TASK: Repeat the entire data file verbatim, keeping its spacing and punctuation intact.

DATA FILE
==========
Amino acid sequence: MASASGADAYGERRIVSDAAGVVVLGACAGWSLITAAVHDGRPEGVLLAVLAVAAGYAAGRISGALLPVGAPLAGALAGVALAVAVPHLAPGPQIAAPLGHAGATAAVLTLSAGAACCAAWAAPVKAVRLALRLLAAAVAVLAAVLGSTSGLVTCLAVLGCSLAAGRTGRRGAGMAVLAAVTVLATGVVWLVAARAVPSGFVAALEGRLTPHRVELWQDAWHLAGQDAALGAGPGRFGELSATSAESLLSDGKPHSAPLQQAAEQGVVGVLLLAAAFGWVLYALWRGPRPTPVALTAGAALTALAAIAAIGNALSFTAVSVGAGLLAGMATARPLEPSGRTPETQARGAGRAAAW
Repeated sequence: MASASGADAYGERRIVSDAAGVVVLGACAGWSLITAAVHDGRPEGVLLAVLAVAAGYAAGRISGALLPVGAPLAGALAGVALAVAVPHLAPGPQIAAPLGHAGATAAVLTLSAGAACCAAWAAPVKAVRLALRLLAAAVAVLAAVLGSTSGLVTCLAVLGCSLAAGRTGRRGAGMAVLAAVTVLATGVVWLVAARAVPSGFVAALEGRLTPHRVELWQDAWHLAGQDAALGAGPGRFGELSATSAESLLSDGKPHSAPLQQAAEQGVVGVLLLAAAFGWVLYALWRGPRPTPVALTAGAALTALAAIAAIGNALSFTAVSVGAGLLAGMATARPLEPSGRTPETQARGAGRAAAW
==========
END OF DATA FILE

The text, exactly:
Amino acid sequence: MASASGADAYGERRIVSDAAGVVVLGACAGWSLITAAVHDGRPEGVLLAVLAVAAGYAAGRISGALLPVGAPLAGALAGVALAVAVPHLAPGPQIAAPLGHAGATAAVLTLSAGAACCAAWAAPVKAVRLALRLLAAAVAVLAAVLGSTSGLVTCLAVLGCSLAAGRTGRRGAGMAVLAAVTVLATGVVWLVAARAVPSGFVAALEGRLTPHRVELWQDAWHLAGQDAALGAGPGRFGELSATSAESLLSDGKPHSAPLQQAAEQGVVGVLLLAAAFGWVLYALWRGPRPTPVALTAGAALTALAAIAAIGNALSFTAVSVGAGLLAGMATARPLEPSGRTPETQARGAGRAAAW
Repeated sequence: MASASGADAYGERRIVSDAAGVVVLGACAGWSLITAAVHDGRPEGVLLAVLAVAAGYAAGRISGALLPVGAPLAGALAGVALAVAVPHLAPGPQIAAPLGHAGATAAVLTLSAGAACCAAWAAPVKAVRLALRLLAAAVAVLAAVLGSTSGLVTCLAVLGCSLAAGRTGRRGAGMAVLAAVTVLATGVVWLVAARAVPSGFVAALEGRLTPHRVELWQDAWHLAGQDAALGAGPGRFGELSATSAESLLSDGKPHSAPLQQAAEQGVVGVLLLAAAFGWVLYALWRGPRPTPVALTAGAALTALAAIAAIGNALSFTAVSVGAGLLAGMATARPLEPSGRTPETQARGAGRAAAW